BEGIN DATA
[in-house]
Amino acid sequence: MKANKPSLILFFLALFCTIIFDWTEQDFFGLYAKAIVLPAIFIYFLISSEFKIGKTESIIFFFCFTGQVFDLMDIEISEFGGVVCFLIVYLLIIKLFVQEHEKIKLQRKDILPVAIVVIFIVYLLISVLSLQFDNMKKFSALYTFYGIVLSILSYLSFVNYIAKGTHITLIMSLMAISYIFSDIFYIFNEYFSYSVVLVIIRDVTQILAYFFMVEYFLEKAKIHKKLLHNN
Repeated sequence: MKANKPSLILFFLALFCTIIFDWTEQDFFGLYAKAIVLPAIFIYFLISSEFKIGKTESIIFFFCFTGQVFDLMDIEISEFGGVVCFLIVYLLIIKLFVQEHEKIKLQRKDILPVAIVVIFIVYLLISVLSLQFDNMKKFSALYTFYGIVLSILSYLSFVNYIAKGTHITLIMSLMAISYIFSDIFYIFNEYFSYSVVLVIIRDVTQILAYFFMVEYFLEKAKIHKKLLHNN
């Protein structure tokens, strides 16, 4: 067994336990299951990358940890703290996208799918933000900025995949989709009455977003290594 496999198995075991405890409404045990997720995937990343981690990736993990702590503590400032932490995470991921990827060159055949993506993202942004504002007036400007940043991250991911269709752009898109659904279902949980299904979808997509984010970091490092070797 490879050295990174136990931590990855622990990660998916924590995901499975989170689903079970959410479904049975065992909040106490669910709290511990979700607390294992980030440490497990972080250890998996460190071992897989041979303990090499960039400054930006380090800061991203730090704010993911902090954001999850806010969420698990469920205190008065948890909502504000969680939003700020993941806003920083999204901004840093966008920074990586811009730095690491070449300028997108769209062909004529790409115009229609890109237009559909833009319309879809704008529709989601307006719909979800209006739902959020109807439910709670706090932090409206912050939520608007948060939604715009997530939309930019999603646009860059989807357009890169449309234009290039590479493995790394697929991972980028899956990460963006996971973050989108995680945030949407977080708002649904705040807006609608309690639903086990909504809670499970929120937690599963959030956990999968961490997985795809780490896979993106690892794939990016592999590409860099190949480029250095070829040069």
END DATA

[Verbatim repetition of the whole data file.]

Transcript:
[in-house]
Amino acid sequence: MKANKPSLILFFLALFCTIIFDWTEQDFFGLYAKAIVLPAIFIYFLISSEFKIGKTESIIFFFCFTGQVFDLMDIEISEFGGVVCFLIVYLLIIKLFVQEHEKIKLQRKDILPVAIVVIFIVYLLISVLSLQFDNMKKFSALYTFYGIVLSILSYLSFVNYIAKGTHITLIMSLMAISYIFSDIFYIFNEYFSYSVVLVIIRDVTQILAYFFMVEYFLEKAKIHKKLLHNN
Repeated sequence: MKANKPSLILFFLALFCTIIFDWTEQDFFGLYAKAIVLPAIFIYFLISSEFKIGKTESIIFFFCFTGQVFDLMDIEISEFGGVVCFLIVYLLIIKLFVQEHEKIKLQRKDILPVAIVVIFIVYLLISVLSLQFDNMKKFSALYTFYGIVLSILSYLSFVNYIAKGTHITLIMSLMAISYIFSDIFYIFNEYFSYSVVLVIIRDVTQILAYFFMVEYFLEKAKIHKKLLHNN
């Protein structure tokens, strides 16, 4: 067994336990299951990358940890703290996208799918933000900025995949989709009455977003290594 496999198995075991405890409404045990997720995937990343981690990736993990702590503590400032932490995470991921990827060159055949993506993202942004504002007036400007940043991250991911269709752009898109659904279902949980299904979808997509984010970091490092070797 490879050295990174136990931590990855622990990660998916924590995901499975989170689903079970959410479904049975065992909040106490669910709290511990979700607390294992980030440490497990972080250890998996460190071992897989041979303990090499960039400054930006380090800061991203730090704010993911902090954001999850806010969420698990469920205190008065948890909502504000969680939003700020993941806003920083999204901004840093966008920074990586811009730095690491070449300028997108769209062909004529790409115009229609890109237009559909833009319309879809704008529709989601307006719909979800209006739902959020109807439910709670706090932090409206912050939520608007948060939604715009997530939309930019999603646009860059989807357009890169449309234009290039590479493995790394697929991972980028899956990460963006996971973050989108995680945030949407977080708002649904705040807006609608309690639903086990909504809670499970929120937690599963959030956990999968961490997985795809780490896979993106690892794939990016592999590409860099190949480029250095070829040069």